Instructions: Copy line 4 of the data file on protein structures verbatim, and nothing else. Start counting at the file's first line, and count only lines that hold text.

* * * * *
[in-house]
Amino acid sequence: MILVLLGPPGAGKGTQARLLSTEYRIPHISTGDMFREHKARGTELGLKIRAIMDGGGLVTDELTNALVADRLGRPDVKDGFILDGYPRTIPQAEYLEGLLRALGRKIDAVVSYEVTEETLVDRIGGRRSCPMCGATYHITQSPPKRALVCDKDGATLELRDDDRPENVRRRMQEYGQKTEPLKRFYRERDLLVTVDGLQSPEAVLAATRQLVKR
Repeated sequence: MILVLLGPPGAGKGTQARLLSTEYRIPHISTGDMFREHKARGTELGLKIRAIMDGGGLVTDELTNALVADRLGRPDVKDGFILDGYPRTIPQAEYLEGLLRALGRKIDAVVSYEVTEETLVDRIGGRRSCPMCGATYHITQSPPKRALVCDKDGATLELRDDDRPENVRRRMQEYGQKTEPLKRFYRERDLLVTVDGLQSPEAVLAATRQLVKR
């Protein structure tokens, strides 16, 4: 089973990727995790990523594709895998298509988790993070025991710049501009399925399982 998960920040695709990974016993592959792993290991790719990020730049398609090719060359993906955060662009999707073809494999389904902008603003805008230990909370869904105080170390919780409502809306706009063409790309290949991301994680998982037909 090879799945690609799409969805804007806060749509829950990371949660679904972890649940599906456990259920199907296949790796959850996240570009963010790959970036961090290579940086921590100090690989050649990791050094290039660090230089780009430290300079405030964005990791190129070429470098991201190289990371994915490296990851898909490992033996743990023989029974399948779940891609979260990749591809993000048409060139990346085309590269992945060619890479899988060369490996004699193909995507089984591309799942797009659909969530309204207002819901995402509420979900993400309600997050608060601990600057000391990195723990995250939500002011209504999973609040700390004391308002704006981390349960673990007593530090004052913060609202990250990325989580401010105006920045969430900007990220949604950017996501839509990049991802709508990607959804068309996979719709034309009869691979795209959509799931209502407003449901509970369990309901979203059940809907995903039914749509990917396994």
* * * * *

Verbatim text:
């Protein structure tokens, strides 16, 4: 089973990727995790990523594709895998298509988790993070025991710049501009399925399982 998960920040695709990974016993592959792993290991790719990020730049398609090719060359993906955060662009999707073809494999389904902008603003805008230990909370869904105080170390919780409502809306706009063409790309290949991301994680998982037909 090879799945690609799409969805804007806060749509829950990371949660679904972890649940599906456990259920199907296949790796959850996240570009963010790959970036961090290579940086921590100090690989050649990791050094290039660090230089780009430290300079405030964005990791190129070429470098991201190289990371994915490296990851898909490992033996743990023989029974399948779940891609979260990749591809993000048409060139990346085309590269992945060619890479899988060369490996004699193909995507089984591309799942797009659909969530309204207002819901995402509420979900993400309600997050608060601990600057000391990195723990995250939500002011209504999973609040700390004391308002704006981390349960673990007593530090004052913060609202990250990325989580401010105006920045969430900007990220949604950017996501839509990049991802709508990607959804068309996979719709034309009869691979795209959509799931209502407003449901509970369990309901979203059940809907995903039914749509990917396994």